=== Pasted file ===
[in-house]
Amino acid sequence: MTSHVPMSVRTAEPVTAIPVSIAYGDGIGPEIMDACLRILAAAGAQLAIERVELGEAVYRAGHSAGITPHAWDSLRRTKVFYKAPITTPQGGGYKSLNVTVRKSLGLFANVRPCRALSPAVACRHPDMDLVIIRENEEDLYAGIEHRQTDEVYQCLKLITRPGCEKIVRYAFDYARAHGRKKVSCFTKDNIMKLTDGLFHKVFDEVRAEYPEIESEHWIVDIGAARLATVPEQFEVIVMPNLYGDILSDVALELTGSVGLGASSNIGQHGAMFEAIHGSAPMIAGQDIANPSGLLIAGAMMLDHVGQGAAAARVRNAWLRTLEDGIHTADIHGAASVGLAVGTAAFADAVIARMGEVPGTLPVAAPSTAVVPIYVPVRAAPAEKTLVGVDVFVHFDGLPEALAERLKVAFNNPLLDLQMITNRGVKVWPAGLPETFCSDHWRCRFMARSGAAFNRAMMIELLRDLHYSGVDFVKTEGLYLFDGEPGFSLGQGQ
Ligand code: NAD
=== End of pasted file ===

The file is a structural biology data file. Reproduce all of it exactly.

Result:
[in-house]
Amino acid sequence: MTSHVPMSVRTAEPVTAIPVSIAYGDGIGPEIMDACLRILAAAGAQLAIERVELGEAVYRAGHSAGITPHAWDSLRRTKVFYKAPITTPQGGGYKSLNVTVRKSLGLFANVRPCRALSPAVACRHPDMDLVIIRENEEDLYAGIEHRQTDEVYQCLKLITRPGCEKIVRYAFDYARAHGRKKVSCFTKDNIMKLTDGLFHKVFDEVRAEYPEIESEHWIVDIGAARLATVPEQFEVIVMPNLYGDILSDVALELTGSVGLGASSNIGQHGAMFEAIHGSAPMIAGQDIANPSGLLIAGAMMLDHVGQGAAAARVRNAWLRTLEDGIHTADIHGAASVGLAVGTAAFADAVIARMGEVPGTLPVAAPSTAVVPIYVPVRAAPAEKTLVGVDVFVHFDGLPEALAERLKVAFNNPLLDLQMITNRGVKVWPAGLPETFCSDHWRCRFMARSGAAFNRAMMIELLRDLHYSGVDFVKTEGLYLFDGEPGFSLGQGQ
Ligand code: NAD